More Americans now call themselves independents than Democrats or Republicans, and New Hampshire, the site of Tuesday's GOP primary, is no different. About 40% of Granite State voters are not registered in either major political party, and our best estimate is that the share of independents nationally has grown to 42% from 35% over the past three years. That 7% of the electorate is big enough to have changed the outcome of any of the last five presidential elections—and this is not necessarily good news for the GOP.
Barack Obama carried independents by an eight-point margin in the 2008 exit poll—and Republicans carried them by a 19-point margin in the 2010 midterms. Thus GOP candidates may be tempted to believe the independents' disaffection with the president that cost Democrats control of the House will lead inexorably to a Republican presidential victory this year.
Not so fast. In the first place, Republicans benefited from a low Democratic midterm turnout. According to exit polls, there were about equal numbers of Democratic and Republican voters in the midterm, unlike 2008 when Democratic voters outnumbered Republicans by seven percentage points (39% to 32%). Republicans can't count on a low Democratic turnout in 2012 and there are still more registered Democrats than Republicans. To win in 2012, it's good enough for Democrats to split the independent vote. Republicans need to carry a clear majority. And there are significant policy disagreements between independents and the Republican base.
Take, for example, a YouGov survey conducted on Dec. 22. After the economy (which all voters said was their No. 1 concern), the next most important issues for Democrats are Social Security, Medicare and the environment. For each, their preference is for the federal government to do more. For Republicans, the next most important issues are the budget deficit, taxes and immigration and, for the first two, they want the federal government to do less.
Independents, on the other hand, say that health care and education are more important. They tend to worry about what the federal government does in each area, but unlike the Republican base they are not opposed in principle to federal action.
On ObamaCare, for example, independents oppose repeal 40%-33% while Republicans favor 62%-23% and Democrats oppose 46%-27%, according to a Nov. 12 YouGov survey. And in an Oct. 29 YouGov survey, independents opposed cutting federal education spending 56%-20% while Republicans favored reductions 39%-29%. Democrats opposed cutting spending 67%-8%.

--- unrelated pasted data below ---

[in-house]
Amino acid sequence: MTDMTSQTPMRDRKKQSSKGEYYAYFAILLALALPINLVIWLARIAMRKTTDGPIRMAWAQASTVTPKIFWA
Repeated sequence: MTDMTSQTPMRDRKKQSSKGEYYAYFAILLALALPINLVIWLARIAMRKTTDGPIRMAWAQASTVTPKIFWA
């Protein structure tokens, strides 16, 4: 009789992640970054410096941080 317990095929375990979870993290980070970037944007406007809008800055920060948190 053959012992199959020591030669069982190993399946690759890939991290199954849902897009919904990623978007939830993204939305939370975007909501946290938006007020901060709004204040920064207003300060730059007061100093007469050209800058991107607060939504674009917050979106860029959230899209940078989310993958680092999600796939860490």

Independents are usually closer to Republicans than Democrats on the general issue of the size of government and government spending. In a Nov. 22 YouGov poll, 76% of independents favored decreasing federal spending and almost half would include entitlements within these cuts.
On the other hand, they are closer to Democrats on raising taxes: 36% of independents favored increasing taxes across the board versus 43% of Democrats and 7% of Republicans.
Moreover, a Sept. 27 YouGov poll revealed overwhelming support for raising taxes on the wealthy: 55% of independents favored raising taxes on families earning over $250,000 (versus 43% of Democrats and 7% of Republicans), and 72% of independents favored raising taxes on families earning more than $1 million (versus 88% of Democrats and 46% of Republicans).
Among the leading Republican presidential candidates Mitt Romney has consistently done the best among independents nationally. He normally splits the independent vote with President Obama (38% to 38% in the Dec. 22 YouGov poll), while Newt Gringrich trails among independents by 13 points. But to win, Mr. Romney would have to do better than split the independent vote.
Neither President Obama nor the eventual Republican nominee has the independent vote locked up. How the candidates explain their plans to get the economy moving, and the crucial trade-offs among deficits, jobs and the safety net will determine how the crucial independent vote goes in the 2012 election. Preaching to the choir of Republican primary and caucus voters may well be necessary to win the nomination. But independents hold the key in November 2012.
Mr. Brady is deputy director of the Hoover Institution and a professor in the Graduate School of Business at Stanford University. Mr. Rivers is a senior fellow at the Hoover Institution and a professor of political science at Stanford. He is also chairman of YouGov America, a survey and research company.